Yaesu: Anyone have an FTM-300DR?

Cognomen

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Wondering if anyone has purchased one of these, and what you thought of it, good or bad. If you ALSO own an FTM-400DR, which radio do you prefer, and why? Or if you considered buying a 300 but went with a 400 instead, why?

Any recommendations, such as "I should have ordered the xx with it"?

Any known issues/caveats?

I've already read the reviews on eham.

Thinking of getting one for base-station use. This would be my first Yaesu, other than an HF rig decades ago.
 

K4EET

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Hi @Cognomen, I am a Yaesu fan and have loved their equipment since I first saw the FT-101 series back in the early 1970s. I am now involved with Yaesu System Fusion / WIRES-X but with the FT3D HT. But if I were to get a base/mobile unit, I would choose the FTM-400DR. While they are similar, the FTM-400DR is still the flagship unit. The FTM-400DR does have the larger touchscreen display that the FTM-300DR does not. The FTM-300DR has C4FM capability on both VFOs whereas the FTM-400DR can only do it on one VFO. The FTM-300DR also has separate external speaker outputs for each VFO whereas the FTM-400DR does not. But I still rate the larger touchscreen display of the FTM-400DR more important from a user (as in me) viewpoint so I would get the FTM-400DR. The street price difference between the two units appears to be about $80. There may be other differences that are not quite so obvious. 73, Dave K4EET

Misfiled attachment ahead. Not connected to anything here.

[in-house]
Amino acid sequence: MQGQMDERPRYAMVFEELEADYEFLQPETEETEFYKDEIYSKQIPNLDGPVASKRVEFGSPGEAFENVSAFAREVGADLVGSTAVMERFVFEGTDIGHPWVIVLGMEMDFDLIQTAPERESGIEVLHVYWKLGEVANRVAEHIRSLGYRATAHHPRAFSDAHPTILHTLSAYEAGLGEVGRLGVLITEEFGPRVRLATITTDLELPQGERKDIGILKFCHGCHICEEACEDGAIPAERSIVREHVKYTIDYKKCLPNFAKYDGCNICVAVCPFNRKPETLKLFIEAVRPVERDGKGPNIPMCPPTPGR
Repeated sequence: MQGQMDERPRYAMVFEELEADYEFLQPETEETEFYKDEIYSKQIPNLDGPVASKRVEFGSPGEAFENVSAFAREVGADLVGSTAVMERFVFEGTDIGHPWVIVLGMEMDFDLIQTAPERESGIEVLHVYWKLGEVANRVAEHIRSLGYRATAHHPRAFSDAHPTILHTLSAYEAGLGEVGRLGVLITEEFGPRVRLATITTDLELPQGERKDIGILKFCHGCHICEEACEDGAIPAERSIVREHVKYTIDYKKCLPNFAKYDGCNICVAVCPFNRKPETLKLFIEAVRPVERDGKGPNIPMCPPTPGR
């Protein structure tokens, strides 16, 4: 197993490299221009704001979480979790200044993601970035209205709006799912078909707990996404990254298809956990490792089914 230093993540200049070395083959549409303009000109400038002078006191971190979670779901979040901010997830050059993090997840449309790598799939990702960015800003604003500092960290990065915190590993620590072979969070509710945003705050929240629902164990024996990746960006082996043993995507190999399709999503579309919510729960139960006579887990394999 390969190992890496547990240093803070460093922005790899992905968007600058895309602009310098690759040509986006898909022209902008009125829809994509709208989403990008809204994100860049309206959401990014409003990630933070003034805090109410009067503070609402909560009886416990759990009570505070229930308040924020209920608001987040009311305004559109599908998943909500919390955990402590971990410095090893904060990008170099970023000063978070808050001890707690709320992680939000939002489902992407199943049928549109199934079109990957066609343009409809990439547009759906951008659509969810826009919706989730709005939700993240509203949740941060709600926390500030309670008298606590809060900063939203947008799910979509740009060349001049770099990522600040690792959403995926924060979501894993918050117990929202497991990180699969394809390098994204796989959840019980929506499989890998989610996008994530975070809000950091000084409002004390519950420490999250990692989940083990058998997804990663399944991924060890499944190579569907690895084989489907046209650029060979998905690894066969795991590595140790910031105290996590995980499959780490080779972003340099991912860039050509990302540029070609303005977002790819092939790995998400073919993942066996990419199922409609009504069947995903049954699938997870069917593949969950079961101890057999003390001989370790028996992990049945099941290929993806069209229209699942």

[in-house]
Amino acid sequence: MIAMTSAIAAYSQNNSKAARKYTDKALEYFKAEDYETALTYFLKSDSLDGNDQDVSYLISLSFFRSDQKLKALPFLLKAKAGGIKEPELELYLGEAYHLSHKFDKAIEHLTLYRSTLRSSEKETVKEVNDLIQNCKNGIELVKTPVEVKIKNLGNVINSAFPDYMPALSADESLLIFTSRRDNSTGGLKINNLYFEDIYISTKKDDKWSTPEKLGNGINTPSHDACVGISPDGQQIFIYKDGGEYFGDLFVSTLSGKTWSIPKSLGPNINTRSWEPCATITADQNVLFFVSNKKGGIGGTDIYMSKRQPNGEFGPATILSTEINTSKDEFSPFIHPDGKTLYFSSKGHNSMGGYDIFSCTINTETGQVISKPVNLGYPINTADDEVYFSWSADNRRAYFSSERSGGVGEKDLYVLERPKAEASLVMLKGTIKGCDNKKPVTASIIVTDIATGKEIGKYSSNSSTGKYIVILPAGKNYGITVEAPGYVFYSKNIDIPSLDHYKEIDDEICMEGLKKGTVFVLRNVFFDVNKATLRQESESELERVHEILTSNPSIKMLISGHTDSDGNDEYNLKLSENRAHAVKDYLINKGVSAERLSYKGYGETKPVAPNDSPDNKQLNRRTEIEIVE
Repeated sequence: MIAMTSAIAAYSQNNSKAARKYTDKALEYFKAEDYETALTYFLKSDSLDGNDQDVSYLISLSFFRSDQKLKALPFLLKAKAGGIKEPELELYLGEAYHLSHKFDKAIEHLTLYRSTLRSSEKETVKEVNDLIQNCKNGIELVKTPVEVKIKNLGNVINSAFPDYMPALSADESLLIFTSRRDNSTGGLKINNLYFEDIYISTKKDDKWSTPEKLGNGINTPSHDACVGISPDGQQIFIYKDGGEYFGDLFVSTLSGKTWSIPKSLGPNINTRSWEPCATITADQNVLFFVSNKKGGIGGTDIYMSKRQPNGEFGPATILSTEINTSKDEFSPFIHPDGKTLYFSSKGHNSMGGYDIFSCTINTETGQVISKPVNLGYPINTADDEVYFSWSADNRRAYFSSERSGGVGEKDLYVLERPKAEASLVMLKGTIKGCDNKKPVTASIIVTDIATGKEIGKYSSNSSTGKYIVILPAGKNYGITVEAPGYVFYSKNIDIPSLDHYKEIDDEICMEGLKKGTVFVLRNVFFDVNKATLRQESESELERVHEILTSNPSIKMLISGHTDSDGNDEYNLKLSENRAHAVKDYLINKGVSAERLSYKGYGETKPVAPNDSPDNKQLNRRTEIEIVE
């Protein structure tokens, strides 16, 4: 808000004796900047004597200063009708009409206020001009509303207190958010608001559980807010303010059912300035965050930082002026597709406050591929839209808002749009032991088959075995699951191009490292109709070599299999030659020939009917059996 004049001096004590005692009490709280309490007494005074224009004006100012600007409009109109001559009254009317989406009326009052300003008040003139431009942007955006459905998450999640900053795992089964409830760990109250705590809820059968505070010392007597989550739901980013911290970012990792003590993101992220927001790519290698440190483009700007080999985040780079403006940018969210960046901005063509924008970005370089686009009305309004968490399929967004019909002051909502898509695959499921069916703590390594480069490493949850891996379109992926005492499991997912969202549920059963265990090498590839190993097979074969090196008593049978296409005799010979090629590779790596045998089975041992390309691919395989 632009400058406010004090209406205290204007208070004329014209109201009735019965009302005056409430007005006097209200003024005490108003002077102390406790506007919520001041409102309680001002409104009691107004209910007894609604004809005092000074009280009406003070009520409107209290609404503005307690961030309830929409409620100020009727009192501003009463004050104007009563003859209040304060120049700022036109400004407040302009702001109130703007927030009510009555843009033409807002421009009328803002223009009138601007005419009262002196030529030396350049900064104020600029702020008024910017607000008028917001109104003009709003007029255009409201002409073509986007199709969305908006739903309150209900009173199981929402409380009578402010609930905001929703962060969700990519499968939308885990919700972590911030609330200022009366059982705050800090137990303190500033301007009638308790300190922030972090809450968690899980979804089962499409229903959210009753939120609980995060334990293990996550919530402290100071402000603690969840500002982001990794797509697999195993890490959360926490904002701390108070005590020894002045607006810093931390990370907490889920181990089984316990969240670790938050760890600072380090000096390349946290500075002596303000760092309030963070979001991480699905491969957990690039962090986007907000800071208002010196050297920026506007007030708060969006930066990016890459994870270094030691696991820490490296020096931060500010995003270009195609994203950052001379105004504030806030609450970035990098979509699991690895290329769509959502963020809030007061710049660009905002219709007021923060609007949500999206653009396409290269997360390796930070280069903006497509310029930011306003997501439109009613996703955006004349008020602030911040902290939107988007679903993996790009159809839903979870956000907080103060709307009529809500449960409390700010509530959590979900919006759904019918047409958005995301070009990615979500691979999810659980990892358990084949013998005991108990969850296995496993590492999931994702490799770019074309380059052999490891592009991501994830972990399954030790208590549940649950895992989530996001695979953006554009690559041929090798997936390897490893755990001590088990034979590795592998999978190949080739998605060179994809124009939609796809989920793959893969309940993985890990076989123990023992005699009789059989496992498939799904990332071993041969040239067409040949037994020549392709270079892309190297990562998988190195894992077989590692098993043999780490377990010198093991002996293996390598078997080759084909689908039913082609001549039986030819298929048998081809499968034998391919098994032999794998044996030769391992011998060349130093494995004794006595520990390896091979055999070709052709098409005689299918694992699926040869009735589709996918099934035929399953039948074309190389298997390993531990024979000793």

<edit> P.S.: You'll have a lot of fun with Yaesu System Fusion / WIRES-X. With the right hotspot running PiStar, you will be able to also talk to DMR, NXDN and P25 radios since they use the same CODEC chip. The hotspot does the conversion of bits...
 
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vagrant

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I use two 400’s daily. The screen on the 300 is too small for me and probably for others. I honestly do not understand why Yaesu made the 300 when the 400 offers a larger screen with touch control. Bluetooth? Yeah, my 400 has that too.

If you don’t mind used, check the swapmeet on QRZ.com often. Amateurs selling all kinds of gear. Avoid the 400DR as the GPS has issues getting a lock, unless you’re going to use it at home/stationary. The 400XDR is the one to get for mobile.

I would not mind hearing if someone prefers the 300 and why, as I am unable to think of a reason.
 

AK9R

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I do not own an FTM-300D (R indicates that it's a North American version, E indicates European version). What I know about is limited to what I've read in various online watering holes. I do own two FTM-400DR radios (not the X version). I don't use them very often and one of them has never been out of the box.

I think Yaesu developed the FTM-300D for a couple of reasons. I suspect that there's a lot of FT-3D in the FTM-300D. Why not reduce your costs by sharing designs and components across two platforms?